Friday, April 10, 2015

Transplantation for liver cancer: current thinking

Though it seems to be a logical option to treat liver cancer by liver transplantation, there are several issues that affects the long term disease free survival.  The only statistically proven and internationally accepted indication (Milan criteria) is as follows- Patients with single tumour less than 5 cm in size or multiple tumours none more than 3 cm and the total diameter not exceeding 5 cm with absence of gross invasion of blood vessels and having no spread outside the confines of the liver have 5 year survival that is comparable to patients with no cancer (around 82% five year survival).

Several issues about liver cancer are poorly understood.  Most importantly the biology of these cancers are as variable as ones finger print. The aggressiveness of the cancer measured as tumour grade varies from person to person.  Their host interaction and immune responses vary widely.  The tumour antigens that are expressed and tumour markers detected in the blood vary too.  This clearly makes decision to transplant extremely difficult. There is no perfect technology till date to detect microscopic spread of cancer outside the liver.  PET scan is all that we have and the specificty of this technique is limited. the recurrence of cancer after transplant depends on the presence of micro-metastasis. It seems grossly unscientific to carryout transplants for patients who fail to meet the so called Milan criteria.  What then should be the approach?

The only reason that transplant ever became an option to treat liver cancers is because majority of cancers occurred in diseased cirrhotic livers. Liver was viewed as precancerous in cirrhosis.  However it seems that the only way to understand the biology of individual tumours is to give it time and watch the evolution. Hence it is better to treat the cancer in the liver than to treat the liver with cancer, strategies should aim at cancer control unless the patient suffers from advanced liver failure (ie; those with high MELD score).  By adopting cancer control with tumour resection, ablation, chemo-embolization or radio-embolization, one gets the opportunity to see if there are new foci of cancer that crops up or if there is an extrahepatic focus of cancer.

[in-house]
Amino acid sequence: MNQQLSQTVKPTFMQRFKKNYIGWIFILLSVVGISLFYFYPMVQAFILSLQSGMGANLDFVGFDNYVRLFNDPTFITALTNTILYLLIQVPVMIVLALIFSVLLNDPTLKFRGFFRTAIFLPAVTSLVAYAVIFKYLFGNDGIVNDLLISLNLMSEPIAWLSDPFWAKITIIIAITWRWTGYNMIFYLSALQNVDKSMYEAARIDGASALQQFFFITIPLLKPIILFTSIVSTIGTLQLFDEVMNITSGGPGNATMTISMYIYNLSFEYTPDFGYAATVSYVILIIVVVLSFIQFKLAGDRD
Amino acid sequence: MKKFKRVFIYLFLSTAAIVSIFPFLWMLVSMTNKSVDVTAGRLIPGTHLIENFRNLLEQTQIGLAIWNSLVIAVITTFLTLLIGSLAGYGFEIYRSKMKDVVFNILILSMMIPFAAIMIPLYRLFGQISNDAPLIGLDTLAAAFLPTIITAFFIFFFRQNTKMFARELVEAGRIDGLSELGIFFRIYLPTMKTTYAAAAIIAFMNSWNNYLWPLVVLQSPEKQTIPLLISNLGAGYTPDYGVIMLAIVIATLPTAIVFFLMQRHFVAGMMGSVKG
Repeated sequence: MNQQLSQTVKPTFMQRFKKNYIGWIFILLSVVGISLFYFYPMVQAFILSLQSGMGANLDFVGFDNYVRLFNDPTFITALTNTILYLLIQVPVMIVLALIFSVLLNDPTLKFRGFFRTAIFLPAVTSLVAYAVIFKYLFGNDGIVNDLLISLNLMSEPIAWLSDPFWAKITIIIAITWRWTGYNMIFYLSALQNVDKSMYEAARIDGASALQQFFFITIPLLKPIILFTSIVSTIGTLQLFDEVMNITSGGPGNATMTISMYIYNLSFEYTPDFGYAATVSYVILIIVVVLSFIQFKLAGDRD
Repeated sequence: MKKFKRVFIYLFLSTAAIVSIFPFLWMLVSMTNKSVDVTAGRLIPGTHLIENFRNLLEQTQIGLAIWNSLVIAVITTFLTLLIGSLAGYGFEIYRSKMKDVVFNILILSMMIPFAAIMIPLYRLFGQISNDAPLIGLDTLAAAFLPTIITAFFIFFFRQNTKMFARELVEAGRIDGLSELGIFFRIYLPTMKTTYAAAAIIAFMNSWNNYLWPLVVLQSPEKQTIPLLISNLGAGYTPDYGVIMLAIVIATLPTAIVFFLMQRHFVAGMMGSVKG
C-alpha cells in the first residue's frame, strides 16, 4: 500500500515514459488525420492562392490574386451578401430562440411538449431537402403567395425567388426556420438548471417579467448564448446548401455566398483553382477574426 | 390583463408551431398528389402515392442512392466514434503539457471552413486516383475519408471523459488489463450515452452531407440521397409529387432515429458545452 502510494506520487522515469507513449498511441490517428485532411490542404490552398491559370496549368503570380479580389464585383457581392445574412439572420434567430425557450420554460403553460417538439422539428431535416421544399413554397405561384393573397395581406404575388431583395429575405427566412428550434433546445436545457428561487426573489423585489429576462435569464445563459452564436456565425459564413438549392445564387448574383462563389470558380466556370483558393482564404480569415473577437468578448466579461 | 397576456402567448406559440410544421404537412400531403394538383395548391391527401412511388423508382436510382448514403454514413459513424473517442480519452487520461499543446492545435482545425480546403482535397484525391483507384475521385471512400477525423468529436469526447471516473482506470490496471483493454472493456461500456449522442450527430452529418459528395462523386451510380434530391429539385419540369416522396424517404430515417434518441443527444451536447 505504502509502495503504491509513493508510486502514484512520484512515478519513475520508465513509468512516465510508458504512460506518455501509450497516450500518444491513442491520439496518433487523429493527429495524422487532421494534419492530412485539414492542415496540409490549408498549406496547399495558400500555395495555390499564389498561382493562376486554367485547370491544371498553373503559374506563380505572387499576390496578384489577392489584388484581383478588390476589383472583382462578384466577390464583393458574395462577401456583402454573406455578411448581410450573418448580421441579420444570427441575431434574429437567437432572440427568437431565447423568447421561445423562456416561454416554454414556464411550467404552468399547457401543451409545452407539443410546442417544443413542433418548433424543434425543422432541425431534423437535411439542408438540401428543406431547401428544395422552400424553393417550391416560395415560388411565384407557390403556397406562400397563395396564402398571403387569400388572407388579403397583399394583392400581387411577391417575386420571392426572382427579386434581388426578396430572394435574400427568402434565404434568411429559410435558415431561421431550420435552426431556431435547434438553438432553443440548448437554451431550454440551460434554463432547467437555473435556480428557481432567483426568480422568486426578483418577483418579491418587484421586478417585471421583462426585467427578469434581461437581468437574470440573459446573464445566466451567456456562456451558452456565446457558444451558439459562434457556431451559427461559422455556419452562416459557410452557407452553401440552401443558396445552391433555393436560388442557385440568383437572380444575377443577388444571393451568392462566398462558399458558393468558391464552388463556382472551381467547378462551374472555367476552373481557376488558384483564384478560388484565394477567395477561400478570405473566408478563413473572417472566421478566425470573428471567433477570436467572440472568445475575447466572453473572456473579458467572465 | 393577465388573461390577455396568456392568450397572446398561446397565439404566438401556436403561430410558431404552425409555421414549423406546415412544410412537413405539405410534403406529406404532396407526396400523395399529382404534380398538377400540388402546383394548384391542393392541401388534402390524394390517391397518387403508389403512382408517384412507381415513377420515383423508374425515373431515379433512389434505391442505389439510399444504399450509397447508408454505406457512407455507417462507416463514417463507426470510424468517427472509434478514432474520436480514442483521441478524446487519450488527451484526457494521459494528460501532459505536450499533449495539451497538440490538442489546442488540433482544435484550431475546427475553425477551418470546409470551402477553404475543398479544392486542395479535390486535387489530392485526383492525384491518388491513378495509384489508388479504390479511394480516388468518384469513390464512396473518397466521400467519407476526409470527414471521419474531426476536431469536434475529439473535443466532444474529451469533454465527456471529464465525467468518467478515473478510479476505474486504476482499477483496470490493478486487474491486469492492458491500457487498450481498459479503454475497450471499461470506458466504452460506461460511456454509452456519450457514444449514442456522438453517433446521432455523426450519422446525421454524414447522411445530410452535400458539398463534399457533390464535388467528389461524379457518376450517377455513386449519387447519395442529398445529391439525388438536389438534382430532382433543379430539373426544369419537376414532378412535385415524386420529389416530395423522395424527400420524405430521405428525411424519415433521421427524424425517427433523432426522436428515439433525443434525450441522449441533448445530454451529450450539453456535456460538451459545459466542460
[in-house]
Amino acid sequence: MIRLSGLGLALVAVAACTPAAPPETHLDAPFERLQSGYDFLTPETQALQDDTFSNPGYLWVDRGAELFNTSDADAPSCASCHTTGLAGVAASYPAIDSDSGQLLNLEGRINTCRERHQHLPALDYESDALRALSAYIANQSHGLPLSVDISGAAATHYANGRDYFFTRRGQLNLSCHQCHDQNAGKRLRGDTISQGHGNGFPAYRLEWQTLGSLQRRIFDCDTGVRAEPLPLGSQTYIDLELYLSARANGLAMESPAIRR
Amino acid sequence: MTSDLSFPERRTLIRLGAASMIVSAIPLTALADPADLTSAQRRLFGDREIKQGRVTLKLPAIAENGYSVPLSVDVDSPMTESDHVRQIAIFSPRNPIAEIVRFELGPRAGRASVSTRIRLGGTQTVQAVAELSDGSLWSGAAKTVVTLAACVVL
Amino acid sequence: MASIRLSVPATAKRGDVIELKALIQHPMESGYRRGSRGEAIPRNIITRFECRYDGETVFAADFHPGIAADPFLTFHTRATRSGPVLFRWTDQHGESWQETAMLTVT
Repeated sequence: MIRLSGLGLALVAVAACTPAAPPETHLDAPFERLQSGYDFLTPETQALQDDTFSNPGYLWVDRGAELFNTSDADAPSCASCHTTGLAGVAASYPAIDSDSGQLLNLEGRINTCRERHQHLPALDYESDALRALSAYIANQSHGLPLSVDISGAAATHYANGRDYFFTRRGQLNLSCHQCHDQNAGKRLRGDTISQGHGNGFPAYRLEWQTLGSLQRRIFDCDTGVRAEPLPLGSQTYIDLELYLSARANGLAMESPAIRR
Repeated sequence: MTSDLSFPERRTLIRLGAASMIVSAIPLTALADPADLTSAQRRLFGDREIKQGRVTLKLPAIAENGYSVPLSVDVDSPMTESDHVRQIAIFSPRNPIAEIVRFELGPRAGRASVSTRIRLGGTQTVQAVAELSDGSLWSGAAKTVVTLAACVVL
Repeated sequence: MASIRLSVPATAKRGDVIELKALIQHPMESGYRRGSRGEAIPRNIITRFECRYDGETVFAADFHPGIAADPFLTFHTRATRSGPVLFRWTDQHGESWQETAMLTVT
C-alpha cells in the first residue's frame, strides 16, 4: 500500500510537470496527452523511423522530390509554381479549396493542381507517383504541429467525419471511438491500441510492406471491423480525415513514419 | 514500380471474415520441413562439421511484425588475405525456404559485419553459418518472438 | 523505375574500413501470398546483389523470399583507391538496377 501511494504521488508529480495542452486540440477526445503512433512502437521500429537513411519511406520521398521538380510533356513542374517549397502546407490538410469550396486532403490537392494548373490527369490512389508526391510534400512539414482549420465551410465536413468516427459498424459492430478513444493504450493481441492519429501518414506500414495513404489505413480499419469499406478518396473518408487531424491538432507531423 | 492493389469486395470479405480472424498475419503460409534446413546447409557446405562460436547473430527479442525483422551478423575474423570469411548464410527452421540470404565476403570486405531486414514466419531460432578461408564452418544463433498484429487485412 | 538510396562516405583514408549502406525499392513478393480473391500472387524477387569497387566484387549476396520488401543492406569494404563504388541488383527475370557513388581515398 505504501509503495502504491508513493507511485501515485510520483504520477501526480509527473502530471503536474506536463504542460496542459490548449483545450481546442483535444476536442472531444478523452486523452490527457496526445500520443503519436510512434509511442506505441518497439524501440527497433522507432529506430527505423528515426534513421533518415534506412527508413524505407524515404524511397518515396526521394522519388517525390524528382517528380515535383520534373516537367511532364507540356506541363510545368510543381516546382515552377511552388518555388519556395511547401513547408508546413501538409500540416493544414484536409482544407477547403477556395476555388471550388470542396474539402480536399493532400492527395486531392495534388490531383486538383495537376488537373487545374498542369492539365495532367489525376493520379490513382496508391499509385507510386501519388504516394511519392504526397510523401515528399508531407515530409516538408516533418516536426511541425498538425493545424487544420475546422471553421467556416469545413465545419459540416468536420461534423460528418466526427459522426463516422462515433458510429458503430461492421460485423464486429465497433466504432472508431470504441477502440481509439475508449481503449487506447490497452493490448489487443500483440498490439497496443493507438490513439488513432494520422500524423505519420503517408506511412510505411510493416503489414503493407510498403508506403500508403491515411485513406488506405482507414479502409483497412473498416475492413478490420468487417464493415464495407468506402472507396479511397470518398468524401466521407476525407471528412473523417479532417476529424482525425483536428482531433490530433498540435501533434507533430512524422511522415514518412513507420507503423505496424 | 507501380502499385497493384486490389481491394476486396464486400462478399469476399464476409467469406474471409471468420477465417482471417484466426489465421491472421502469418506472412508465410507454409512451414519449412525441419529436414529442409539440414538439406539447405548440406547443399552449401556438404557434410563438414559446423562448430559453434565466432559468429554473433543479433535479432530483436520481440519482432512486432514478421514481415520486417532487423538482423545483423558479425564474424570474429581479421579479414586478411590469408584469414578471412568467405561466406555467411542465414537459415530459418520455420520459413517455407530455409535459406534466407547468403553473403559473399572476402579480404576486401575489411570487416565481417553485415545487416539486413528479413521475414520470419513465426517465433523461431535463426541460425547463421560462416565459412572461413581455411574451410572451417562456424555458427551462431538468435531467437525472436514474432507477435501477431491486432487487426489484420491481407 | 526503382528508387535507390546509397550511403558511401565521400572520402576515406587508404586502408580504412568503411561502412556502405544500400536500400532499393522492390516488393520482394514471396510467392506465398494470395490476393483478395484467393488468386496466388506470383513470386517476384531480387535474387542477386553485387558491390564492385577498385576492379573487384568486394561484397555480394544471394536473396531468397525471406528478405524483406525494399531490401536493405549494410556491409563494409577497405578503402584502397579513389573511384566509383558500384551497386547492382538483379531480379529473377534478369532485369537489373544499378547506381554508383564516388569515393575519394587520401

This strategy helps to super select patients with good tumour biology who would also have good outcome after transplantation. Hence the focus should be to use tumour control strategies before recommending transplantation.  This is the hunch I had in 2010 when the first post was made in this blog. subsequently this thought process has been proven by the elegant study done at University of California, San Francisco.  The study by John P.Roberts clearly shows that survival of patients with beyond Milan criteria were significantly better when they waited to have tumour control before transplant than otherwise, as waiting allowed to cull patients with poor tumour biology from the transplant list.

Atigens = immunity stimulating proteins
PET = Positron Emission Tomography
Metastasis = tumour clumps spreading through blood
MELD = Modified Endstage Liver Disease score
Embolization = technique of cutting blood supply to the tumour

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